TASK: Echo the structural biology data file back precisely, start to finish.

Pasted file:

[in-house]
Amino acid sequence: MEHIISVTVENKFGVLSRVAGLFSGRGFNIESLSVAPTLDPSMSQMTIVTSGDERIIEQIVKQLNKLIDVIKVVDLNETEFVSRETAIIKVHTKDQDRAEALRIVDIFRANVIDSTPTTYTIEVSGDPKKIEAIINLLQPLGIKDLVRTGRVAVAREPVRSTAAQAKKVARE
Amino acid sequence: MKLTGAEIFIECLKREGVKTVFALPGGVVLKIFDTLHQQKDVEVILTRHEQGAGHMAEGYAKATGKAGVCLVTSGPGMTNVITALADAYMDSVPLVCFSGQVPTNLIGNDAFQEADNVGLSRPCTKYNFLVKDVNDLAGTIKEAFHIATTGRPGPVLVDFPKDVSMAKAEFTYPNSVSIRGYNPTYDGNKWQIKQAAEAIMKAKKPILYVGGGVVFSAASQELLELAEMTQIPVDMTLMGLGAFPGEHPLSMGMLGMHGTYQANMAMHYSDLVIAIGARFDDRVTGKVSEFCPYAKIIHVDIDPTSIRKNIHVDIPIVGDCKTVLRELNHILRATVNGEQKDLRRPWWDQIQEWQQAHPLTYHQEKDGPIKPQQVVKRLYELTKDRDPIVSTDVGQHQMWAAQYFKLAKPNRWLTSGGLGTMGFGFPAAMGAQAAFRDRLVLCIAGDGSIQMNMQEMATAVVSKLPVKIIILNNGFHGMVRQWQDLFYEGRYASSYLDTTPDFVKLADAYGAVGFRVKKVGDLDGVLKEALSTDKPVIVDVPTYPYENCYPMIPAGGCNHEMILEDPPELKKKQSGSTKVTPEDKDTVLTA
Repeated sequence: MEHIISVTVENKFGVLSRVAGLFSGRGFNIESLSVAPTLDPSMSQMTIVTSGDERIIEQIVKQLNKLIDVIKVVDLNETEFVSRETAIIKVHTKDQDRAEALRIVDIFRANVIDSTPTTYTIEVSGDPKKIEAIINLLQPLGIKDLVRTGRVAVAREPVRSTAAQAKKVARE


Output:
[in-house]
Amino acid sequence: MEHIISVTVENKFGVLSRVAGLFSGRGFNIESLSVAPTLDPSMSQMTIVTSGDERIIEQIVKQLNKLIDVIKVVDLNETEFVSRETAIIKVHTKDQDRAEALRIVDIFRANVIDSTPTTYTIEVSGDPKKIEAIINLLQPLGIKDLVRTGRVAVAREPVRSTAAQAKKVARE
Amino acid sequence: MKLTGAEIFIECLKREGVKTVFALPGGVVLKIFDTLHQQKDVEVILTRHEQGAGHMAEGYAKATGKAGVCLVTSGPGMTNVITALADAYMDSVPLVCFSGQVPTNLIGNDAFQEADNVGLSRPCTKYNFLVKDVNDLAGTIKEAFHIATTGRPGPVLVDFPKDVSMAKAEFTYPNSVSIRGYNPTYDGNKWQIKQAAEAIMKAKKPILYVGGGVVFSAASQELLELAEMTQIPVDMTLMGLGAFPGEHPLSMGMLGMHGTYQANMAMHYSDLVIAIGARFDDRVTGKVSEFCPYAKIIHVDIDPTSIRKNIHVDIPIVGDCKTVLRELNHILRATVNGEQKDLRRPWWDQIQEWQQAHPLTYHQEKDGPIKPQQVVKRLYELTKDRDPIVSTDVGQHQMWAAQYFKLAKPNRWLTSGGLGTMGFGFPAAMGAQAAFRDRLVLCIAGDGSIQMNMQEMATAVVSKLPVKIIILNNGFHGMVRQWQDLFYEGRYASSYLDTTPDFVKLADAYGAVGFRVKKVGDLDGVLKEALSTDKPVIVDVPTYPYENCYPMIPAGGCNHEMILEDPPELKKKQSGSTKVTPEDKDTVLTA
Repeated sequence: MEHIISVTVENKFGVLSRVAGLFSGRGFNIESLSVAPTLDPSMSQMTIVTSGDERIIEQIVKQLNKLIDVIKVVDLNETEFVSRETAIIKVHTKDQDRAEALRIVDIFRANVIDSTPTTYTIEVSGDPKKIEAIINLLQPLGIKDLVRTGRVAVAREPVRSTAAQAKKVARE